EASC awards the title of Cultural Ambassador to individuals who promote awareness of East Asian culture, history, art, or philosophy to teachers, students, or other residents of Bloomington and the Midwest. It is the mission of these ambassadors to educate people regarding East Asia through activities such as presentations and workshops, contributing to cultural events and artistic performances, connecting people to East Asian resources, organizing outreach activities, assisting with fundraising, and mentoring inbound international students and students studying East Asia. We are pleased to welcome five new members to the Cultural Ambassadors team, and express our gratitude for their willingness to share their expertise and passion with us.
Helena Cheun, one of our Korean Cultural Ambassadors, has been serving the Bloomington community for over 15 years as a Korean language instructor and coordinator. She regularly participates in Asianfest and other events that introduce Korean culture to the Bloomington community. Ms. Cheun has also served as principal of the Korean Language School of Bloomington and assisted at the Tri-North Middle School of Bloomington, the Crisis Pregnancy Center, and the Bloomington Hospital.
Also joining us as Korean Cultural Ambassador is Kyoung Wan (Cathy) Shin, who is currently a doctoral student of Curriculum and Instruction at Indiana University. She works closely with the Korean School in Bloomington for Culture Day and other events. Before coming to Bloomington, Ms. Shin served as the secretary for a Korean chapter of Soroptimist International, a volunteer organization that works to improve the lives of women and girls, and was involved in Project Sierra, a sustainable program that transforms lives by empowering thousands of young women, families, and children living on the war-torn streets of Sierra Leone.
We would like to welcome Amy Jen as Chinese Cultural Ambassador. In May this year, Ms. Jen participated on behalf of the East Asian Studies Center in a Social Science workshop, where she delivered a highly regarded presentation on Taoism, Confucianism, and Christianity and the impact of those beliefs on Chinese culture and education. She has also trained current and future leaders at Indiana Wesleyan University and in Beijing. After being ordained a minister in 2010, she has specialized in cross-cultural counseling, communication, and inter-personal relationships.Finally, James Min-Ching Yang and Jenny S. Yang have also joined the team as Chinese Cultural Ambassadors. After receiving his PhD in English and American Literature from Indiana University, Mr. Yang taught at National Normal University and National Tsing-Hua University in Taiwan. Retiring in 2001, he and his wife returned to Bloomington, where their profound cultural insights and knowledge of English have proven tremendous assets. They have taught Chinese language and culture at many events and institutions, including the People’s University, John Waldon Arts Center, IU Art Museum, and EASC-sponsored summer program for K-12 educators. Mr. Yang’s calligraphy and paintings have been featured in several local art galleries and he regularly performs Chinese Erhu music at the Asian Culture Center, IU Auditorium, the Bloomington Farmer’s Market, and many other venues. Ms. Yang’s lectures on Tai-Chi Chuan, Chi Kung, Sword Kung Fu, and other cultural arts have also been highly praised.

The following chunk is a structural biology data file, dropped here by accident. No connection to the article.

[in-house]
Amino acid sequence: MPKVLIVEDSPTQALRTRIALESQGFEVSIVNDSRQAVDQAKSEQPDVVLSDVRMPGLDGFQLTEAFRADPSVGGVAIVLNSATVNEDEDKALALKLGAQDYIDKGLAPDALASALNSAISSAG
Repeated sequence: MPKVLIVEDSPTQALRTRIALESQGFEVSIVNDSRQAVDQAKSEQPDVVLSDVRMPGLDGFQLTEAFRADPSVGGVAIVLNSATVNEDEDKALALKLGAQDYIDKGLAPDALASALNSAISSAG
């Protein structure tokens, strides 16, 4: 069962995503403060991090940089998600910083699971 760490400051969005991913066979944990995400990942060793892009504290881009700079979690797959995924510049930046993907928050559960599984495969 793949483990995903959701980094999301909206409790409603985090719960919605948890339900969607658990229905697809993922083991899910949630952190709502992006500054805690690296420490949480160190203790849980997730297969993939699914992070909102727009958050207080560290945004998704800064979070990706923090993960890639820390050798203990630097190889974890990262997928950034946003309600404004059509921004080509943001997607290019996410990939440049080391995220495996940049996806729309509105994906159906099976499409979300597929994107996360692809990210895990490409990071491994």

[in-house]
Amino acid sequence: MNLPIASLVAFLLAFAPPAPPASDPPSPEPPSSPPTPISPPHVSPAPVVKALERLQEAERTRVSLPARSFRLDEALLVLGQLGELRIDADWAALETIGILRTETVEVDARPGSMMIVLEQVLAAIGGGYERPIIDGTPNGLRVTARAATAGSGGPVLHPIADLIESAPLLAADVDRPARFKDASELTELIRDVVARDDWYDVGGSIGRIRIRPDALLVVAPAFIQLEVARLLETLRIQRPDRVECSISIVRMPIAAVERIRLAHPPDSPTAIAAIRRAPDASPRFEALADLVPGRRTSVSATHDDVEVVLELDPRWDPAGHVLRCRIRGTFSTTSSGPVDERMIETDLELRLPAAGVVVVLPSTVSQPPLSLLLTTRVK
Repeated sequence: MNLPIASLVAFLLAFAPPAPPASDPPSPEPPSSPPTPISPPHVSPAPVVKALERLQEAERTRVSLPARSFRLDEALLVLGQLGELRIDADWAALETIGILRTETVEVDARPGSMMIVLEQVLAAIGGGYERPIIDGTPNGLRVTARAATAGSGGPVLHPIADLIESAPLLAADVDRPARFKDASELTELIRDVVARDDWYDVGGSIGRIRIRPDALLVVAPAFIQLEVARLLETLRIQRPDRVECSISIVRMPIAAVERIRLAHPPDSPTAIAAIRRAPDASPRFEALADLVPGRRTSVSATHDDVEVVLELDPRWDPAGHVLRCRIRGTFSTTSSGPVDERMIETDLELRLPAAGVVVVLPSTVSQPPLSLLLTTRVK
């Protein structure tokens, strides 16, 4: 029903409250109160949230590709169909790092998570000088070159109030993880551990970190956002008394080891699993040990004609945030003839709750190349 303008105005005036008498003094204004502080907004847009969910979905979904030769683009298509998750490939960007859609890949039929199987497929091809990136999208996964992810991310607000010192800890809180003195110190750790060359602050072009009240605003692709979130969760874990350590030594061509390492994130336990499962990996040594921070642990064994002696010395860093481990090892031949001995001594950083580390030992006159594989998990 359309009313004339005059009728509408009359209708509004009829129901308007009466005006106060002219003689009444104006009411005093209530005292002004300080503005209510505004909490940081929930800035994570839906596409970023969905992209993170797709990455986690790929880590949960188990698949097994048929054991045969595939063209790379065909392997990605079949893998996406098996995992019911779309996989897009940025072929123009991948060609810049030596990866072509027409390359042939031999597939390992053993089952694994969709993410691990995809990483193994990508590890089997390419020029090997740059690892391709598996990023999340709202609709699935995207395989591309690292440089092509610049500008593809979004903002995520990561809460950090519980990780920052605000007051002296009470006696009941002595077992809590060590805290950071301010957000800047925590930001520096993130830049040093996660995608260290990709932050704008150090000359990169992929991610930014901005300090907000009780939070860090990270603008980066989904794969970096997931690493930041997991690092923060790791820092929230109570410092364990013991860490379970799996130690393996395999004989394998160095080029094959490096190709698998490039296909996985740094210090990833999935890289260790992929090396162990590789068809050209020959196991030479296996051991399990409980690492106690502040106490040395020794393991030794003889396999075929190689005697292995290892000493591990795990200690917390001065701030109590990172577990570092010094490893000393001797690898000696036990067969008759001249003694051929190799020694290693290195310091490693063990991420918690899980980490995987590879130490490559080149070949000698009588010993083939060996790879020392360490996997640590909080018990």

In May, 21 K-12 teachers from around the Midwest participated in the 2013 NCTA enrichment event held at the Indianapolis Museum of Art. The day began with a presentation titled “Love the Future: Ai Wei Weiand Contemporary China” by Gardner Bovingdon (Central Eurasian Studies; director of Graduate Studies, Indiana University). Professor Bovingdon shared his insight into human rights and social change in contemporary China as well as his understanding of Ai Weiwei—one of China’s most provocative and vocal artists—and his artwork. Within the presentation, relevant resources were provided for teachers to use in their classrooms. A guided tour of the special exhibition, “Ai Wei Wei: According to What?” led by museum docents, followed the presentation. Participants were able to get a deeper understanding of the artist’s life and his artistic practice. The Indianapolis Museum of Art is one of only five venues, including the Smithsonian’s Hirshorn Museum, on the North American tour of this exhibition.
Funded by the Freeman Foundation, the goal of EASC’s annual NCTA enrichment event is to enhance teaching and learning about East Asia for K-12 teachers, including alumni of our NCTA Teaching about Asia seminars.